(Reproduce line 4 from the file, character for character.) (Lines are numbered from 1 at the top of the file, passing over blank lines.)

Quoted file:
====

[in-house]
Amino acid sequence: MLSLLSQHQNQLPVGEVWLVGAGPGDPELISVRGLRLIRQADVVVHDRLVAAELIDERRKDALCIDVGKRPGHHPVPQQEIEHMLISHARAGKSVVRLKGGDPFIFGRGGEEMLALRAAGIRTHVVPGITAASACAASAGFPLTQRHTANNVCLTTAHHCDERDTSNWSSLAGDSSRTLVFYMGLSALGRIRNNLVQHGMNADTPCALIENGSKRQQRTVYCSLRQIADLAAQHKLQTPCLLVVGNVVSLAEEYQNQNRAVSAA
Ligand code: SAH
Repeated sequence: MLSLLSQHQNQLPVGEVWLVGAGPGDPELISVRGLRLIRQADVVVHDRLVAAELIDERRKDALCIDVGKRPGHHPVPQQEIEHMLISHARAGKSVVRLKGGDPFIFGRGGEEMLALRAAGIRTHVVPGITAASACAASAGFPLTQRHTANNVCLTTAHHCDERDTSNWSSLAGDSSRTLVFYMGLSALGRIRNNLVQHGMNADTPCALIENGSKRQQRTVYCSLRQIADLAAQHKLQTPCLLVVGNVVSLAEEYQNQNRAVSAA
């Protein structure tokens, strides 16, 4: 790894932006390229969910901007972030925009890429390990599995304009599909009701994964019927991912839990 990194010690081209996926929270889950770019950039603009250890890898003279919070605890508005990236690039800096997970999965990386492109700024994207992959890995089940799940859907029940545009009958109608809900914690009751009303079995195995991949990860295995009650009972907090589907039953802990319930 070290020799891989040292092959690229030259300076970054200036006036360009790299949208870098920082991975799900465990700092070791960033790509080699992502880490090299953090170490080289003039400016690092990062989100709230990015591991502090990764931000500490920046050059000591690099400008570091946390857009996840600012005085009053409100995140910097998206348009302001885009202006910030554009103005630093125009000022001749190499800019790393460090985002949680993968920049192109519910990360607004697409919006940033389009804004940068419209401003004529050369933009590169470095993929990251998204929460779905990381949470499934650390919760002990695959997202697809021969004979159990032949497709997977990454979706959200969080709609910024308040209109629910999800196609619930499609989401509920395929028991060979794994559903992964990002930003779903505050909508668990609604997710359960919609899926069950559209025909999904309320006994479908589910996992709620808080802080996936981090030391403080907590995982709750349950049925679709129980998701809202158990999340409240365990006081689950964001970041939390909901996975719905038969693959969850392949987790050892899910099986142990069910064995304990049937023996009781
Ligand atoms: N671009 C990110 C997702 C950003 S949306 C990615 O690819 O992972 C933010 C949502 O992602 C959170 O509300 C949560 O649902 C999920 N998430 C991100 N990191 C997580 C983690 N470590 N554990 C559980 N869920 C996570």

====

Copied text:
Repeated sequence: MLSLLSQHQNQLPVGEVWLVGAGPGDPELISVRGLRLIRQADVVVHDRLVAAELIDERRKDALCIDVGKRPGHHPVPQQEIEHMLISHARAGKSVVRLKGGDPFIFGRGGEEMLALRAAGIRTHVVPGITAASACAASAGFPLTQRHTANNVCLTTAHHCDERDTSNWSSLAGDSSRTLVFYMGLSALGRIRNNLVQHGMNADTPCALIENGSKRQQRTVYCSLRQIADLAAQHKLQTPCLLVVGNVVSLAEEYQNQNRAVSAA